The next two West Virginia cases involving products liability issues, Payne v. Valley Motor Sales, Incorporated, 146 W.Va. 1063, 124 S.E.2d 622 (1962), and Williams v. Chrysler Corporation, 148 W.Va. 655, 137 S.E.2d 225 (1964), although not directly involving the issue of privity of contract, are important as indications of the approach of the West Virginia Court to the problems presented by warranty-based causes of action. In the Payne case, the court was faced with the question of whether or not it should give effect to an express warranty in an automobile sale which specifically limited damages recoverable to replacement of defective parts and excluded all other warranties, express or implied. The court refused to follow the lead set by the New Jersey Court in the Henningsen case wherein that court held that the warranty was so unfair to the purchaser that, as a matter of public policy, no effect would be given to any of its provisions, including the provision excluding implied warranties and the provisions limiting damages to the replacement of defective parts. Instead, the West Virginia Court, basing its opinion on earlier precedent and upon the "recognized right of parties to contract and to have such contracts upheld by a court," held that effect should be given to the words of the express warranty which excluded implied warranties and limited the liability of the manufacturer or seller. In refusing to accept the views with respect to warranties espoused by the court in the Henningsen case, the West Virginia Court, in the Payne case, gave some weight to the fact that West Virginia, unlike New Jersey and some other states, had not adopted a Uniform Sales Act. According to the West Virginia Court, this state has "no statutory provisions with regard to implied warranties wherein they could come within the principle that they were a `child of the law' . . . ." The Court also noted that other jurisdictions which had refused to apply the Henningsen rationale had relied, in part, upon the theory that a change to the Henningsen rule required legislative rather than judicial action.

In the Williams case, the Court was required to determine whether an ultimate purchaser of an automobile, asserting a claim against the manufacturer based upon negligence, was precluded from recovering consequential damages by an express warranty excluding implied warranties and limiting liability to replacement of parts. As in the Payne case, the Court gave effect to the restrictive language of the warranty provisions, however, the Court, in the course of its opinion, expressed its views on a number of matters affecting liability in warranty-based products liability cases. In discussing the apparent abolition of the privity requirement, as it applied to negligence-based actions, by the New York Court in MacPherson v. Buick Motor Company, 217 N.Y. 382, 111 N.E. 1050 (1916), the West Virginia Court, in Williams, made the following remarks concerning the state of the law in West Virginia:

"Perhaps in order that the issues before this Court be presented in their true perspective, reference should be made to the English case of Winterbottom v. Wright, 10 M & W 109, 152 Eng. Reprint 402, decided in 1842 (hereinafter referred to as the Wright case). This state came into *956 existence twenty-one years after the decision of the Wright case, but Article VIII, Section 21, of our Constitution provides that the common law in existence at the time of the adoption of our Constitution shall, unless changed by the Legislature, be and remain the law of this jurisdiction. Succinctly, the Wright case held that if A. and B. entered into a contract, C. could not maintain an action or suit against A. whether it be ex contractu or ex delicto inasmuch as there was no privity between A. and C."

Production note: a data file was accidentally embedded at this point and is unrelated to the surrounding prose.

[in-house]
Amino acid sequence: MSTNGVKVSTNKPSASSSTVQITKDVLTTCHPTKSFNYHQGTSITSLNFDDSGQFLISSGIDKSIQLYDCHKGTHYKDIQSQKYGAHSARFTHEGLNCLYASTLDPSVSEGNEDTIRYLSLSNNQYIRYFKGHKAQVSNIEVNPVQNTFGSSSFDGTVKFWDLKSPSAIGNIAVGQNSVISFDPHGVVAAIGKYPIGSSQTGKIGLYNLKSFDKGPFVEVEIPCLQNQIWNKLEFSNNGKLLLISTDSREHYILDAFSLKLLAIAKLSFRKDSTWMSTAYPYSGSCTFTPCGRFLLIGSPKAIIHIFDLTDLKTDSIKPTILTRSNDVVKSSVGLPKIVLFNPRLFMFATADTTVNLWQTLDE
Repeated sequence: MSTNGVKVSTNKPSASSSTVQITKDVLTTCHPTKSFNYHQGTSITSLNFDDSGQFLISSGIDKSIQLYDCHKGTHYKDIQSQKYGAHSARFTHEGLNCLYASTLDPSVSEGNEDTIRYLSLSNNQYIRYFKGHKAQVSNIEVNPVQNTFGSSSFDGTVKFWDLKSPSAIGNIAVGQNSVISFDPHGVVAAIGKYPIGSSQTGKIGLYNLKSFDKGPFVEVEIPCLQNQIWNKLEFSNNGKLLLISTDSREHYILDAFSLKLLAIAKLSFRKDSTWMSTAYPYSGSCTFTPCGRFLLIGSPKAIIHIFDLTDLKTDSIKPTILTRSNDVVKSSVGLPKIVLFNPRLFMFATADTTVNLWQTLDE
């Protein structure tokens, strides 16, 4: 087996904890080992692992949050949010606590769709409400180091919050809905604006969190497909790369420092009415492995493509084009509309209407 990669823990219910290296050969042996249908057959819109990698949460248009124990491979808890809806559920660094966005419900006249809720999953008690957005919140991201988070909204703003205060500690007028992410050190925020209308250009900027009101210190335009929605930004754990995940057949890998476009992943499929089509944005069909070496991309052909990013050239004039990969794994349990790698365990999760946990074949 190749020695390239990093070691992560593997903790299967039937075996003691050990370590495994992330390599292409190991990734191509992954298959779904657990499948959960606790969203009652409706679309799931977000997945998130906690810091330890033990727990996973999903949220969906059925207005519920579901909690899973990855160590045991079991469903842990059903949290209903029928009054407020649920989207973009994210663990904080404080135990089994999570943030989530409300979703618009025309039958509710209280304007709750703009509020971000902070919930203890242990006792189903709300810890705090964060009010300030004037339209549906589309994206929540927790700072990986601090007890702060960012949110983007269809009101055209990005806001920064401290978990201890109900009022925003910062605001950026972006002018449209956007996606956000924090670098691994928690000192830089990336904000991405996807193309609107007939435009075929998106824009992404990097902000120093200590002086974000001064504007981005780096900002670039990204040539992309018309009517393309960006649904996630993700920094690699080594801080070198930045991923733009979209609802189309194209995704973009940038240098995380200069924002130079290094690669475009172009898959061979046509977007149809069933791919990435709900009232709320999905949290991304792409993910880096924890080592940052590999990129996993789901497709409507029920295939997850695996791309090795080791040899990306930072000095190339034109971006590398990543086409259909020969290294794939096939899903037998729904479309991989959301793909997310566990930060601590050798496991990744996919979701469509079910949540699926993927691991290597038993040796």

The court adverted to the fact that the West Virginia Legislature had adopted, effective July 1, 1964, the provisions of the Uniform Commercial Code. The court also noted that during the course of its decision in the Payne case, it had taken notice of the fact that the provisions of the Uniform Sales Act, incorporated in and made a part of the Uniform Commercial Code, were not in effect in West Virginia and for that reason "implied warranties could not be considered a child of the law" in determining warranty issues on the basis of public policy. The court intimated that its decision might have been different had the Uniform Commercial Code been in effect at the time of the occurrence giving rise to the litigation then before it.

Based upon the precedents established in its decisions, it is obvious that the West Virginia Court has adopted a conservative approach with respect to warranty-based products liability law. Of course, as pointed out by the court, its decisions will be affected by the adoption of the Uniform Commercial Code in the state, and, accordingly, it becomes necessary to examine the Code to determine the extent, if any, to which the law has been "liberalized" with reference to warranty in general and with respect to the requirement of privity of contract in particular.

The coverage of express and implied warranties, in fact, has been broadened by specific provisions of the Uniform Commercial Code. West Virginia Code, Chapter 46, Article 2, Section 318. That section of the Code provides as follows:

"A seller's warranty whether express or implied extends to any natural person who is in the family or household of his buyer or who is a guest in his home if it is reasonable to expect that such person may use, consume or be affected by the goods and who is injured in person by breach of the warranty. A seller may not exclude or limit the operation of this section."